miércoles, 24 de julio de 2019


Rojo, the third feature by Argentina’s Benjamín Naishtat, summons and dissects a culture which masquerades psychological malaise as raw force.
Joseph Pomp

Laura Gradinetti in Rojo, directed by Benjamín Naishtat (all images courtesy of Distrib Films)

Midway through Rojo, a black-and-white television set emits a commercial in which an actor, wearing a cowboy hat, waving a pistol in the air, and haughtily sucking on a candy, refuses the request of a voice offscreen to try one of his sweets. He then cocks his pistol toward the screen and shoots the bystander down. “Bonafide Caramels — para egoístas!” (“for selfish people!”), bellows the advertisement’s narrator. The message is deafeningly clear: this is a country of haves and have-nots, and those who dare to ask for a single thing from those in power will be swiftly eliminated. President Juan Péron had died the year before, the national economy was in arrears, and a military coup d’état was imminent.

Dario Gradinetti and Alfredo Castro in Rojo.

A similar situation — absurd in its mundanity — sets off the plot of Rojo, the excellent third feature by Benjamín Naishtat which runs in New York at the Quad Cinema and Film at Lincoln Center through July 25. Waiting for his wife to join him at a small-town restaurant, a respected lawyer named Claudio (Darío Grandinetti) is accosted by a nervous-looking man who insults him for hogging a table without having ordered anything yet and asks to have it. Claudio acquiesces, but then proceeds to dissect the stranger psychoanalytically, turning the entire canteen into his captive audience. The biting remarks send the outsider into a tirade that recommences when, on their way home, the couple encounters him on the roadside poised to attack. Much like the U.S.-backed military dictatorship would do countless times in its genocidal Dirty War that began one year later, Claudio makes his adversary “disappear.”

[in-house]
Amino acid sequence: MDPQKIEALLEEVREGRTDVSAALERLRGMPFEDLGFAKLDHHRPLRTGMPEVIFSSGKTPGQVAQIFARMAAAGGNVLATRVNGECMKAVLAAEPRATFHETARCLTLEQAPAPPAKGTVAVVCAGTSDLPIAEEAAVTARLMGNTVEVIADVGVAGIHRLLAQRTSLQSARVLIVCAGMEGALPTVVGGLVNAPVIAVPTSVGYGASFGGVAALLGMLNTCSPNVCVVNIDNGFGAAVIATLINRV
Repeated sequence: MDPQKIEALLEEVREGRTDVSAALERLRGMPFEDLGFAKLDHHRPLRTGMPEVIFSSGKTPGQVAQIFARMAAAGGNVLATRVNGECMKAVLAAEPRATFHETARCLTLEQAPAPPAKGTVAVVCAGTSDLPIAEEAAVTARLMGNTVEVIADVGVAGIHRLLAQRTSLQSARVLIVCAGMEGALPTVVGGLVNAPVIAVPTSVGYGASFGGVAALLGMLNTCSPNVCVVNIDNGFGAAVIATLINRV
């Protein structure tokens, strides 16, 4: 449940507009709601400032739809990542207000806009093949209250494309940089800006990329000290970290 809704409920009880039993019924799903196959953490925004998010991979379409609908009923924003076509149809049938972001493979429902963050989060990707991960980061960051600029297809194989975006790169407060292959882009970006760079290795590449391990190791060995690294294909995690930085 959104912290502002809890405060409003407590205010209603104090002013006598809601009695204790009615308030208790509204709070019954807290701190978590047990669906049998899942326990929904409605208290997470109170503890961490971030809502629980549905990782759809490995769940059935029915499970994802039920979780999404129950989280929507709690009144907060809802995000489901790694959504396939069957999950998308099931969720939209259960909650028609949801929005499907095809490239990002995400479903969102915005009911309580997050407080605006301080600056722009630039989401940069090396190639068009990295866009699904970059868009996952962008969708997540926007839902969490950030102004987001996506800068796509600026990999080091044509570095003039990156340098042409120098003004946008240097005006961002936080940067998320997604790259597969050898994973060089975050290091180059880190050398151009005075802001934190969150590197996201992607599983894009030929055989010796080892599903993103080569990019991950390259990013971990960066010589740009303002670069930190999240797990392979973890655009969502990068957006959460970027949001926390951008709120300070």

The film builds a rich thematic patina by relegating the violent incident to its opening scenes and the ensuing investigation to its very end. Indeed, Detective Sinclair’s arrival on the scene has the feel of a ninth-inning cameo, due somewhat to the casting of the droopy-eyed Alfredo Castro, a regular in the films of Pablo Larraín. This diffuse, episodic narrative structure strips Claudio of much agency and gives him a certain moral ambiguity. As an elder statesman watching tensions in his small town seethe, he resembles a character out of the Old Testament, shepherding his people ahead with a force initially unbeknownst to him. Is he everything that is wrong with Argentina, as Detective Sinclair at one point cries — a callous bully with fascist leanings? Or is the real problem “the hippie,” as his victim comes to be nicknamed, who mistakes petty concerns with true injustices? In either case, Rojo castigates a deadlock of masculine egos, a culture in which psychological malaise cavorts as raw force and façades of decision are buttressed by little else than cowardice; hot tempers and misplaced aggression are the order of the day. Rojo pulsates both with the motif of blood and the subtly indelible image of a solar eclipse, when an orb blots out the sun, obscuring all but its deep red edges.  
Rojo is now screening in New York at Film at Lincoln Center and Quad Cinema through July 25.


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